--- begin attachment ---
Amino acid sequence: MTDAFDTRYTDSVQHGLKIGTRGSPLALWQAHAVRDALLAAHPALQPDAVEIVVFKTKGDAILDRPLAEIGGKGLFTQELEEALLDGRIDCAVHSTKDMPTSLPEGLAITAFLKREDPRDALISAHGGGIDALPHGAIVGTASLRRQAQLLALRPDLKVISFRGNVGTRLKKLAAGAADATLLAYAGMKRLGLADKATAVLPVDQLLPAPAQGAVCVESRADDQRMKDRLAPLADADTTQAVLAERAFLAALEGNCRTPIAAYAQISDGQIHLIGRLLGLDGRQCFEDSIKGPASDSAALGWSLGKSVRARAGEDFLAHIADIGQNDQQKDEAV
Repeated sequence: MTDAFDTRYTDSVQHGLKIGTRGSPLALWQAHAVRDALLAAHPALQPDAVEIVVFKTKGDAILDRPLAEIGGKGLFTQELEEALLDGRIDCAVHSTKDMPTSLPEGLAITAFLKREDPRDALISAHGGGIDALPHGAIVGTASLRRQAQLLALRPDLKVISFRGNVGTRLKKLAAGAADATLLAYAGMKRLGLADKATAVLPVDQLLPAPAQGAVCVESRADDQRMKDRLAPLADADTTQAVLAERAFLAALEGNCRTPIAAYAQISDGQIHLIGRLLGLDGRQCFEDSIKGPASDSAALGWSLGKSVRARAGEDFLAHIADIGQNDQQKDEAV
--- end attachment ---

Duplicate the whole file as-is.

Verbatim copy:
Amino acid sequence: MTDAFDTRYTDSVQHGLKIGTRGSPLALWQAHAVRDALLAAHPALQPDAVEIVVFKTKGDAILDRPLAEIGGKGLFTQELEEALLDGRIDCAVHSTKDMPTSLPEGLAITAFLKREDPRDALISAHGGGIDALPHGAIVGTASLRRQAQLLALRPDLKVISFRGNVGTRLKKLAAGAADATLLAYAGMKRLGLADKATAVLPVDQLLPAPAQGAVCVESRADDQRMKDRLAPLADADTTQAVLAERAFLAALEGNCRTPIAAYAQISDGQIHLIGRLLGLDGRQCFEDSIKGPASDSAALGWSLGKSVRARAGEDFLAHIADIGQNDQQKDEAV
Repeated sequence: MTDAFDTRYTDSVQHGLKIGTRGSPLALWQAHAVRDALLAAHPALQPDAVEIVVFKTKGDAILDRPLAEIGGKGLFTQELEEALLDGRIDCAVHSTKDMPTSLPEGLAITAFLKREDPRDALISAHGGGIDALPHGAIVGTASLRRQAQLLALRPDLKVISFRGNVGTRLKKLAAGAADATLLAYAGMKRLGLADKATAVLPVDQLLPAPAQGAVCVESRADDQRMKDRLAPLADADTTQAVLAERAFLAALEGNCRTPIAAYAQISDGQIHLIGRLLGLDGRQCFEDSIKGPASDSAALGWSLGKSVRARAGEDFLAHIADIGQNDQQKDEAV